Left Field: “Power to Be Strong”
Going Public About His Positive Serostatus, Nicholas Snow Proves that Life Is a Song
by Patricia Nell Warren
Since the 1980s, well over a hundred pop songs about HIV/AIDS were released—mostly in the West. An Eastern newcomer to the list is “The Power To Be Strong,” produced by a Thailand-based international team. The song is now the cornerstone of a worldwide HIV testing and safer sex awareness campaign. The haunting music video features a performance by internationally known actor/singer/songwriter/activist and entertainment reporter Nicholas Snow, who is living with HIV himself. The single was released earlier this year on iTunes, with the video premiering April 25 in Mumbai, India, (with Hindi subtitles) and in Bangkok (with Thai subtitles) on July 15 in partnership with the Thai Red Cross AIDS Research Center.
According to the team, HIV is not “real” for most Thai people—in the absence of public figures living with HIV, as well as little public dialogue about these issues. Openly HIV-positive people are virtually invisible, non-existent in Asia. Nicholas decided to step forward and be the example of a public face.
With the song already going viral on the Internet, I interviewed Nicholas by e-mail.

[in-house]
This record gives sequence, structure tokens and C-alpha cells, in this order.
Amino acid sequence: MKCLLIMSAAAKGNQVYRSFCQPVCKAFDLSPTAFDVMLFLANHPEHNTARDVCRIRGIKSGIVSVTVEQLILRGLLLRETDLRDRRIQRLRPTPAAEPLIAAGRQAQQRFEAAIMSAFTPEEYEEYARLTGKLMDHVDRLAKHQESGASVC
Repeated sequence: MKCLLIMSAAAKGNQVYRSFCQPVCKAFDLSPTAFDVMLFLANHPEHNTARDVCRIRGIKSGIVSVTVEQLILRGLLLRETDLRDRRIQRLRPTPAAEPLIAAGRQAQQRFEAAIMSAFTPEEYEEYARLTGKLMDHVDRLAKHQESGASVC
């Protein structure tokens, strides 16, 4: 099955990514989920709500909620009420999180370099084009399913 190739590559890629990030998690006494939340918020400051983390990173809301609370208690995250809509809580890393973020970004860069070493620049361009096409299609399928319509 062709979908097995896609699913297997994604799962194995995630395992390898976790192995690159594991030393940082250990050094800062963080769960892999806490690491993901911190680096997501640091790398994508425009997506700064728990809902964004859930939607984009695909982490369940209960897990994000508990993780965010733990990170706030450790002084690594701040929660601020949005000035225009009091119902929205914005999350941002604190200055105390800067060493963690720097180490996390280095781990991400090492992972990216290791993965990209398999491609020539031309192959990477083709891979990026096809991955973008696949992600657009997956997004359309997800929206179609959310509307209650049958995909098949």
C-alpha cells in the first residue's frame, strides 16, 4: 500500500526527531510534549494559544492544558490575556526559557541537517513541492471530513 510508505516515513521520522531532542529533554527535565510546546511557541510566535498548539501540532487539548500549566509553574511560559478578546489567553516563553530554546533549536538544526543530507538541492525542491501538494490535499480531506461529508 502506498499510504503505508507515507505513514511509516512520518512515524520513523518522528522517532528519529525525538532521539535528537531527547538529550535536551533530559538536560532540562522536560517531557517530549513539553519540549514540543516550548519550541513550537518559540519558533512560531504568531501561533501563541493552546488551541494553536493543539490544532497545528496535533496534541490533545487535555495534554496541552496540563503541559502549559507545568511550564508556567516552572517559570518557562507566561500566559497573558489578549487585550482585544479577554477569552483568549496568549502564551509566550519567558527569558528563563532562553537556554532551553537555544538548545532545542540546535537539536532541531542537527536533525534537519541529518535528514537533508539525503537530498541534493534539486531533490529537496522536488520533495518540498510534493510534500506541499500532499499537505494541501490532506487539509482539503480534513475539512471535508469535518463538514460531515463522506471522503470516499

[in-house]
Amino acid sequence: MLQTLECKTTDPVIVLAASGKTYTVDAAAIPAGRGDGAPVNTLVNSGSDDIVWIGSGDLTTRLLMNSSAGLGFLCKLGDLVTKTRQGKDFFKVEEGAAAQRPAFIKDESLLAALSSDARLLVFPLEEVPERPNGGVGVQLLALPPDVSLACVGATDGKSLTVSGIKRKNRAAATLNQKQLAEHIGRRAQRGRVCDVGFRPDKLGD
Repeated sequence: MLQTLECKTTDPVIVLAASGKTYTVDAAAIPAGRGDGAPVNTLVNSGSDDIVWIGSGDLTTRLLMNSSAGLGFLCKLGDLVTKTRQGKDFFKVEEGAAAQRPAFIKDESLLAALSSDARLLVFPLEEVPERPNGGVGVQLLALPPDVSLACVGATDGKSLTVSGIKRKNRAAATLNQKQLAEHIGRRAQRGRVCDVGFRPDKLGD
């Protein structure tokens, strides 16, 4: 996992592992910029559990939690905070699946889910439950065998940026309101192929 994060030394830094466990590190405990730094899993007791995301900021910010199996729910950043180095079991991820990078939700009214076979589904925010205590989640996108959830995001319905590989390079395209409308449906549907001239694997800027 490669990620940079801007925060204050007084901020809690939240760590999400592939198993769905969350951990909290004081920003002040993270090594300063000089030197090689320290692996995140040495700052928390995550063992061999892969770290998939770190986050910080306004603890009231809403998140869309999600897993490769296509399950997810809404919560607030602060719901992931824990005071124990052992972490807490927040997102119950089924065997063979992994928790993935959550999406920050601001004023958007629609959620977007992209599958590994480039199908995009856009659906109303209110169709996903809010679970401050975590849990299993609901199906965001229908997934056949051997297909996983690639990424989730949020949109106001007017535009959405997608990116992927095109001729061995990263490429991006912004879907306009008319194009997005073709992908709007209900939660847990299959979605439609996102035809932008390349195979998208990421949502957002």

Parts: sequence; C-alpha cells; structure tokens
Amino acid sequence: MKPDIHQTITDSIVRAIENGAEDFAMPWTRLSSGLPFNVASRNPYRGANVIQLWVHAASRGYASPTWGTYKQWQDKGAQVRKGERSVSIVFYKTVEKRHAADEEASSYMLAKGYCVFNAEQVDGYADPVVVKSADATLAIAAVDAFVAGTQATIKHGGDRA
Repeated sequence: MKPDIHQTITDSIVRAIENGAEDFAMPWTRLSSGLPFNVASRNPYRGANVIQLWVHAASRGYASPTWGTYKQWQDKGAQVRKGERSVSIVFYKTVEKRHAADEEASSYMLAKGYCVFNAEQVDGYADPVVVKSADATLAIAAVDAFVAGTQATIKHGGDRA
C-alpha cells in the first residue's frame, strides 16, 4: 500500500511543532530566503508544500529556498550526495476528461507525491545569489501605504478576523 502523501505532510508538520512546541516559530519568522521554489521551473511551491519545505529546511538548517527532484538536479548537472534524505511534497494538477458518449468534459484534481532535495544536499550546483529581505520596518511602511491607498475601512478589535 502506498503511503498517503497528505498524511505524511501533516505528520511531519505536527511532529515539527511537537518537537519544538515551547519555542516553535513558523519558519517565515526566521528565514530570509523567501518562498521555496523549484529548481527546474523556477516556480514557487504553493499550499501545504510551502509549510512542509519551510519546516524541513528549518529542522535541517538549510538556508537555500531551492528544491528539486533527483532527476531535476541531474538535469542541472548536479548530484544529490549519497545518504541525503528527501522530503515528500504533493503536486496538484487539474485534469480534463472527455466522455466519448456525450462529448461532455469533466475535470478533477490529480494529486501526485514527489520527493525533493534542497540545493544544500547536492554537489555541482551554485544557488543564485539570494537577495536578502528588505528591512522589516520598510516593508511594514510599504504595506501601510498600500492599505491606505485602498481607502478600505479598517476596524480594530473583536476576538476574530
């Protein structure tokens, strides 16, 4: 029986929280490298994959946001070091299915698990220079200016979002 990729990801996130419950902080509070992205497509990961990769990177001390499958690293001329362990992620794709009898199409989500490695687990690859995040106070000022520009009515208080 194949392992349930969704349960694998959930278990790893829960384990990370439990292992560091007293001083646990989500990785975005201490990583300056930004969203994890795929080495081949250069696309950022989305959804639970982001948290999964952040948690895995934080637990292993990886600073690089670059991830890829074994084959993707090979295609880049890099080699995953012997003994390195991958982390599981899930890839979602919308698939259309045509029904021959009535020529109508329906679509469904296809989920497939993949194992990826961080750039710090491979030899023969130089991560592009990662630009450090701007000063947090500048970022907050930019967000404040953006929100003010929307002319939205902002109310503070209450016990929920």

Patricia Nell Warren: More and more American ex-pats are moving to Thailand. What was your main reason for moving there?
Nicholas Snow: In my role as publisher of NotesFromHollywood.com, I was invited to the Bangkok International Film Festival three years in a row beginning in 2004. In the second year, I was asked to be the key moderator of press conferences for world media with the likes of Michael Douglas, Gerard Butler, Jeremy Irons, Oliver Stone, Willem Dafoe, and others. Add to this the enchantment of being in a Buddhist country and a tropical environment with offerings such as motorcycle taxis, delicious and inexpensive street food, and a truly international community, and I was hooked.
What was the biggest surprise that you encountered in Thai culture?
I am most surprised at the level of acceptance of transgender women in Thai culture, and how they move through society without anyone batting an eye, except for some tourists. There is a lot of work to do in terms of allowing transgender people to change their legal identity cards, but they have it easier here than in most places in the world, in my opinion. For myself, I never felt like I needed to adjust. It felt like coming home.
How has being out about your HIV status in Thailand changed your life?
My last HIV-negative test was in 2006 and I was confirmed HIV-positive in January 2008. How had it happened? After twenty-five years of practicing safe sex I did not use a condom when I should have. In my self-searching I realize I did this because (1) I was depressed at the time, not as focused on taking care of myself; (2) I was with someone who said and believed he was HIV-negative; (3) I had a false sense of security about remaining HIV-negative; and (4) I did not know that three out of ten MSM in Bangkok are HIV-positive. None of these are good reasons for not using a condom, but they are human reasons. In a world where “saving face” is paramount, I work to share perhaps the biggest mistake of my life—hopefully to inspire others to avoid following